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We are having trouble with DNS. I recently switched internet providers and the problem followed us, at which point I realized our 2008 R2 Domain Controller's DDNS must be the problem.

I switch to google DNS ( and sites like,, etc work fine. When I switch to our local DNS server it eventually times out.

There are no extra zones in for those domains in the DNS server, any ideas as to how I can diagnose the health of DNS and fix the problem? It is driving everyone crazy at the office when they cant access random sites.

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How's the domain controller's DNS forwarding configured - or is it doing recursive lookups itself? – Shane Madden Sep 28 '11 at 20:28
How are your internal DNS servers configured to resolve non-authoratative domains? Are they configured to use forwarders or root hints? Do all internal clients (including the DNS servers) only point to the internal DNS servers for DNS name resolution? – joeqwerty Sep 28 '11 at 20:30

Your local DNS server should have forwarders configured to forward queries to for zones it is not responsible for. You can use ones provided by your ISP, or OpenDNS or Google. I prefer Google these days. They also have a secondary, I believe these are any-casted.

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We use Root Hints as per Microsoft recommendation. I have tried direct Forwards though and also disabling recursion. – Jessica Moyer Sep 28 '11 at 20:50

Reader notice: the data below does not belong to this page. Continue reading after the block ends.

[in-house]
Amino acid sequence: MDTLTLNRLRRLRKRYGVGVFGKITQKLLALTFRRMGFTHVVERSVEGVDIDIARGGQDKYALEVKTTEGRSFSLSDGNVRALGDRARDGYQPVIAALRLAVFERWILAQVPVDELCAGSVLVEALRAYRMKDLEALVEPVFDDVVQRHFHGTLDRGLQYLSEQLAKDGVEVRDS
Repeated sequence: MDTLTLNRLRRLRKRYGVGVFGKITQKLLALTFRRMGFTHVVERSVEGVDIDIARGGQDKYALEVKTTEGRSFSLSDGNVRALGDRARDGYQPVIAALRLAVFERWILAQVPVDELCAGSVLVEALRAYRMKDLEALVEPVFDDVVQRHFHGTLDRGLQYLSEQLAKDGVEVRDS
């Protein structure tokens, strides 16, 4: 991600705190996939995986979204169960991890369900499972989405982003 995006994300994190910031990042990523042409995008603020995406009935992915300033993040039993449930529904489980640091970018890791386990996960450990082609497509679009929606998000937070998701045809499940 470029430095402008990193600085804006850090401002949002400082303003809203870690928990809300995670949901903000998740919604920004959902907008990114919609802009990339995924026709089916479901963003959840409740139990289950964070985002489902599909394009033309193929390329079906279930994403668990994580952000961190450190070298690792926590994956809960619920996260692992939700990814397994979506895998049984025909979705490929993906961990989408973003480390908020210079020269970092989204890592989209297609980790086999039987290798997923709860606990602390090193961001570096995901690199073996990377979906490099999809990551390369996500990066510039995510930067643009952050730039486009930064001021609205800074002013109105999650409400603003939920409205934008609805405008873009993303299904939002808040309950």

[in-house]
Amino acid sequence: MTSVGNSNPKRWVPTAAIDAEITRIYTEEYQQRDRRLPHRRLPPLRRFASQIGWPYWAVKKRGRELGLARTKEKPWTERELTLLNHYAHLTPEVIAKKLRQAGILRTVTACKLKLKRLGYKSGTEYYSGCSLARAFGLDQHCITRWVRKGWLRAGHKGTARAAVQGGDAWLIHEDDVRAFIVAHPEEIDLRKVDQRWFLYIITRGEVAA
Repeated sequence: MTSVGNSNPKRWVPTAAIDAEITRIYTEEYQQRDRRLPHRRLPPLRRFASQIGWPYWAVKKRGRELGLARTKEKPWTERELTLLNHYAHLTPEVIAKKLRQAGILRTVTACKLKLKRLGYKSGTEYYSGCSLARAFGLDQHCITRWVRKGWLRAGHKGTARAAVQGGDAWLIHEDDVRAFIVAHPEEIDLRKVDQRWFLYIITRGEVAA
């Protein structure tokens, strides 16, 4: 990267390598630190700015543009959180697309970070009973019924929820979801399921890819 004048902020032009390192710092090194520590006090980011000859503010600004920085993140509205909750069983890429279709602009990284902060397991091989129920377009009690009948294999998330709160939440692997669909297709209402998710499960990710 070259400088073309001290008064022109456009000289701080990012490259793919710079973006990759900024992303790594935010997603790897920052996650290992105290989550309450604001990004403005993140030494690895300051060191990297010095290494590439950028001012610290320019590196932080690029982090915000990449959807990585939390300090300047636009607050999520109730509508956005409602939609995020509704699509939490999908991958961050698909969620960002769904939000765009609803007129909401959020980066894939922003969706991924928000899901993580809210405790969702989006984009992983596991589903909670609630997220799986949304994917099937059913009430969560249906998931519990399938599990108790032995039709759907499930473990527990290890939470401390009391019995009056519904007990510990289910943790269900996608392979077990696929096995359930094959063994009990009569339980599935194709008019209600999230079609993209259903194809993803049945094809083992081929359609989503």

In my packet sniffer I just noticed a funny line is added to the R2 2008 server that doesnt exist in the non-R2 2008 and 2003 DNS servers I have out there. – Jessica Moyer Sep 28 '11 at 20:50
Are you sure your border firewall is configured to allow this server out? – SpacemanSpiff Sep 28 '11 at 20:58
@Jessica: What's the funny line that's added in your packet sniffer? Do you see DNS queries leaving the DNS server and do you see the answers being returned in your capture? If not, what are you seeing? – joeqwerty Sep 28 '11 at 21:10
@joewqerty Yes I see the DNS traffic back and forth, this is the extra line that lead me to disabling probes on the DNS server... “AdditionalRecord: of type OPT on class Unknown DNSClass” I just posted the solution I found that works. – Jessica Moyer Sep 29 '11 at 22:39
up vote 1 down vote accepted

The problem turned out to be the way 2008 R2 handles eDNS Probes. A lot of packet sniffing and log review between servers at other clients and these revealed a an extra line that got me searching.

Short story, to disable it you can login and run this from a command prompt.

dnscmd /config /EnableEDNSProbes 0

I think the issue only affects environments where you have a single domain controller that is also the single DNS server for an office. I have other clients with R2 that do not have this issue but their environment is more complex. When I get time I will try to drill down into the specifics.

In short, if you have trouble resolving random sites disable probes.

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I see reference online that indicate some firewalls are not expecting DNS traffic to have this extra information attached and incorrectly drop the traffic. Might be something that only application aware firewalls do, but worth taking a look at. What device was on the edge? – SpacemanSpiff Sep 30 '11 at 3:22
Thanks spaceman for that idea. Cisco 5505 in this scenario, I will try to do some mode testing to see if that is a contributing factor. – Jessica Moyer Oct 1 '11 at 5:22
I had no idea DNS had been extended in this manner :O thanks bringing THAT to my attention. – SpacemanSpiff Oct 1 '11 at 11:28

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